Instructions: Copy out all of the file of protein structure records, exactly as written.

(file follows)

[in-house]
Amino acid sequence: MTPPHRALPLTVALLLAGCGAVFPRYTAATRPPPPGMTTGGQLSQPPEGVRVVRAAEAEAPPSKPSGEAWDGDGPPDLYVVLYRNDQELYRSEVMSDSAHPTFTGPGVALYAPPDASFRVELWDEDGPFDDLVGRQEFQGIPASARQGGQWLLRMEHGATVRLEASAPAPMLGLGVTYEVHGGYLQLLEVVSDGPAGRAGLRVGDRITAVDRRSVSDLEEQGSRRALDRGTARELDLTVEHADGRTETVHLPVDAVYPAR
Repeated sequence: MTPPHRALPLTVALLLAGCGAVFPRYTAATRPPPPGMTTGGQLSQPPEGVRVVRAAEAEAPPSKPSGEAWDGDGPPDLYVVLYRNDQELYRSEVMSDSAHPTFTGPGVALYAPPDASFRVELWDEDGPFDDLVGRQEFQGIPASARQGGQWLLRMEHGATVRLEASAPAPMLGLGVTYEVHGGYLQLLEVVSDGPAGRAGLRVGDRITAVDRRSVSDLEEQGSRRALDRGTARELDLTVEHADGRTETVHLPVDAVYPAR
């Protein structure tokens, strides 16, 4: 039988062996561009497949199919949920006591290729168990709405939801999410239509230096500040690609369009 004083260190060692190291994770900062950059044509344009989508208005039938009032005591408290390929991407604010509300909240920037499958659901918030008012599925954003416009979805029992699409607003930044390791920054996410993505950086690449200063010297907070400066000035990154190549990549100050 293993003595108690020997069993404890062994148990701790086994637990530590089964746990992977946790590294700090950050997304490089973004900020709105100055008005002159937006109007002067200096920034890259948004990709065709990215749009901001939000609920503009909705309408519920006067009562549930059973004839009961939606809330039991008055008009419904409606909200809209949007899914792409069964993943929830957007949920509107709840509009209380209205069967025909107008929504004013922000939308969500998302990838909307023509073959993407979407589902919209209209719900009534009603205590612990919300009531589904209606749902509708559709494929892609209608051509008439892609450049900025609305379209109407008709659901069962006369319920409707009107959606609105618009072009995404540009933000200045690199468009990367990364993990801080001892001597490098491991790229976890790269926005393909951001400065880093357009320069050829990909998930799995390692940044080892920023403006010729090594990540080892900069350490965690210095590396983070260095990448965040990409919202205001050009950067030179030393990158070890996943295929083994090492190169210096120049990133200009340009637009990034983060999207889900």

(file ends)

[in-house]
Amino acid sequence: MTPPHRALPLTVALLLAGCGAVFPRYTAATRPPPPGMTTGGQLSQPPEGVRVVRAAEAEAPPSKPSGEAWDGDGPPDLYVVLYRNDQELYRSEVMSDSAHPTFTGPGVALYAPPDASFRVELWDEDGPFDDLVGRQEFQGIPASARQGGQWLLRMEHGATVRLEASAPAPMLGLGVTYEVHGGYLQLLEVVSDGPAGRAGLRVGDRITAVDRRSVSDLEEQGSRRALDRGTARELDLTVEHADGRTETVHLPVDAVYPAR
Repeated sequence: MTPPHRALPLTVALLLAGCGAVFPRYTAATRPPPPGMTTGGQLSQPPEGVRVVRAAEAEAPPSKPSGEAWDGDGPPDLYVVLYRNDQELYRSEVMSDSAHPTFTGPGVALYAPPDASFRVELWDEDGPFDDLVGRQEFQGIPASARQGGQWLLRMEHGATVRLEASAPAPMLGLGVTYEVHGGYLQLLEVVSDGPAGRAGLRVGDRITAVDRRSVSDLEEQGSRRALDRGTARELDLTVEHADGRTETVHLPVDAVYPAR
């Protein structure tokens, strides 16, 4: 039988062996561009497949199919949920006591290729168990709405939801999410239509230096500040690609369009 004083260190060692190291994770900062950059044509344009989508208005039938009032005591408290390929991407604010509300909240920037499958659901918030008012599925954003416009979805029992699409607003930044390791920054996410993505950086690449200063010297907070400066000035990154190549990549100050 293993003595108690020997069993404890062994148990701790086994637990530590089964746990992977946790590294700090950050997304490089973004900020709105100055008005002159937006109007002067200096920034890259948004990709065709990215749009901001939000609920503009909705309408519920006067009562549930059973004839009961939606809330039991008055008009419904409606909200809209949007899914792409069964993943929830957007949920509107709840509009209380209205069967025909107008929504004013922000939308969500998302990838909307023509073959993407979407589902919209209209719900009534009603205590612990919300009531589904209606749902509708559709494929892609209608051509008439892609450049900025609305379209109407008709659901069962006369319920409707009107959606609105618009072009995404540009933000200045690199468009990367990364993990801080001892001597490098491991790229976890790269926005393909951001400065880093357009320069050829990909998930799995390692940044080892920023403006010729090594990540080892900069350490965690210095590396983070260095990448965040990409919202205001050009950067030179030393990158070890996943295929083994090492190169210096120049990133200009340009637009990034983060999207889900």